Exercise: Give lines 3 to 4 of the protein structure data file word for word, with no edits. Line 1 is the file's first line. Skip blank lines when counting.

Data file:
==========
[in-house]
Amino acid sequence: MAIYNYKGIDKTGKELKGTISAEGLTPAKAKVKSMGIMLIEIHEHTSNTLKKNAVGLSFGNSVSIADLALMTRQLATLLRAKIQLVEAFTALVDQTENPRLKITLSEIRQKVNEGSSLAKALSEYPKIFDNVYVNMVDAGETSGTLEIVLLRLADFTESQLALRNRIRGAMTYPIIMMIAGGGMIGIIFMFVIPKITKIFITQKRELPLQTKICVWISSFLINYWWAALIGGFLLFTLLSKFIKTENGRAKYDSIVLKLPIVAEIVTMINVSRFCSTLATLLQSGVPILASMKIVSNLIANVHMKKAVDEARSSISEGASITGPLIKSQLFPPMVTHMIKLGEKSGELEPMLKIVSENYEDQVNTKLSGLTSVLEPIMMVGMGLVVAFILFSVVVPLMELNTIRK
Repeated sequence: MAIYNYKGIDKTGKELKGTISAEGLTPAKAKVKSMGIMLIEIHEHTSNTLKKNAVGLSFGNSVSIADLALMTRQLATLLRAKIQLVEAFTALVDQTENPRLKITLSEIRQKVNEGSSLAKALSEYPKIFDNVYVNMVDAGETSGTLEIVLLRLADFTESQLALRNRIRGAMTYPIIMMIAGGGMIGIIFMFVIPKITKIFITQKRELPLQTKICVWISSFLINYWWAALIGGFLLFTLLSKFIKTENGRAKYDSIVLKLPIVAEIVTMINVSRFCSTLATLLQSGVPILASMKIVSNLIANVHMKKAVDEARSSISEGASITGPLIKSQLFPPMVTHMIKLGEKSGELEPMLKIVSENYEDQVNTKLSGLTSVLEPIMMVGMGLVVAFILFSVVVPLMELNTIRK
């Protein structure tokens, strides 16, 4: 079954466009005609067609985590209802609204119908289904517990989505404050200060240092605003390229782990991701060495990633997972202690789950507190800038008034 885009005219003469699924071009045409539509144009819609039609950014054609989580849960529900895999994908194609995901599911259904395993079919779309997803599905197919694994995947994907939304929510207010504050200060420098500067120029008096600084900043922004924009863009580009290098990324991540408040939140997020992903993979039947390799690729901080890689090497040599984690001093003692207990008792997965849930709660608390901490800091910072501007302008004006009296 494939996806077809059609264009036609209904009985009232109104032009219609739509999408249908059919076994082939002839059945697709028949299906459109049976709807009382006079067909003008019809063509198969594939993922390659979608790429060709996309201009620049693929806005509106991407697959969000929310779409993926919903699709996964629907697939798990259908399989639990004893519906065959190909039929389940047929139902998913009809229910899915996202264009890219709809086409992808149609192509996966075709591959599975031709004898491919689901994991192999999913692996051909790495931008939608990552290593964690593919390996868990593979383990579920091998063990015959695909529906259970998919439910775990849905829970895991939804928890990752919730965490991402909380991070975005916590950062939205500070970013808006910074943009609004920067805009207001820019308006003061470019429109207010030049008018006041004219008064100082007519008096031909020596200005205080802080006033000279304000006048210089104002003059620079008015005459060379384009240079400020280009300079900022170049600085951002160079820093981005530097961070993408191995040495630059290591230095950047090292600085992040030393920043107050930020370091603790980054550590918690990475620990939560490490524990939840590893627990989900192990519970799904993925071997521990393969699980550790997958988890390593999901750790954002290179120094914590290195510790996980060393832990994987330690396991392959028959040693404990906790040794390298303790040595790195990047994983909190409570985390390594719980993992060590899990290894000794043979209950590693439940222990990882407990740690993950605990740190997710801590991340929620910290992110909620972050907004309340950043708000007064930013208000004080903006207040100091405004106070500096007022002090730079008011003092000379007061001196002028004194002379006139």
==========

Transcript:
Repeated sequence: MAIYNYKGIDKTGKELKGTISAEGLTPAKAKVKSMGIMLIEIHEHTSNTLKKNAVGLSFGNSVSIADLALMTRQLATLLRAKIQLVEAFTALVDQTENPRLKITLSEIRQKVNEGSSLAKALSEYPKIFDNVYVNMVDAGETSGTLEIVLLRLADFTESQLALRNRIRGAMTYPIIMMIAGGGMIGIIFMFVIPKITKIFITQKRELPLQTKICVWISSFLINYWWAALIGGFLLFTLLSKFIKTENGRAKYDSIVLKLPIVAEIVTMINVSRFCSTLATLLQSGVPILASMKIVSNLIANVHMKKAVDEARSSISEGASITGPLIKSQLFPPMVTHMIKLGEKSGELEPMLKIVSENYEDQVNTKLSGLTSVLEPIMMVGMGLVVAFILFSVVVPLMELNTIRK
């Protein structure tokens, strides 16, 4: 079954466009005609067609985590209802609204119908289904517990989505404050200060240092605003390229782990991701060495990633997972202690789950507190800038008034 885009005219003469699924071009045409539509144009819609039609950014054609989580849960529900895999994908194609995901599911259904395993079919779309997803599905197919694994995947994907939304929510207010504050200060420098500067120029008096600084900043922004924009863009580009290098990324991540408040939140997020992903993979039947390799690729901080890689090497040599984690001093003692207990008792997965849930709660608390901490800091910072501007302008004006009296 494939996806077809059609264009036609209904009985009232109104032009219609739509999408249908059919076994082939002839059945697709028949299906459109049976709807009382006079067909003008019809063509198969594939993922390659979608790429060709996309201009620049693929806005509106991407697959969000929310779409993926919903699709996964629907697939798990259908399989639990004893519906065959190909039929389940047929139902998913009809229910899915996202264009890219709809086409992808149609192509996966075709591959599975031709004898491919689901994991192999999913692996051909790495931008939608990552290593964690593919390996868990593979383990579920091998063990015959695909529906259970998919439910775990849905829970895991939804928890990752919730965490991402909380991070975005916590950062939205500070970013808006910074943009609004920067805009207001820019308006003061470019429109207010030049008018006041004219008064100082007519008096031909020596200005205080802080006033000279304000006048210089104002003059620079008015005459060379384009240079400020280009300079900022170049600085951002160079820093981005530097961070993408191995040495630059290591230095950047090292600085992040030393920043107050930020370091603790980054550590918690990475620990939560490490524990939840590893627990989900192990519970799904993925071997521990393969699980550790997958988890390593999901750790954002290179120094914590290195510790996980060393832990994987330690396991392959028959040693404990906790040794390298303790040595790195990047994983909190409570985390390594719980993992060590899990290894000794043979209950590693439940222990990882407990740690993950605990740190997710801590991340929620910290992110909620972050907004309340950043708000007064930013208000004080903006207040100091405004106070500096007022002090730079008011003092000379007061001196002028004194002379006139």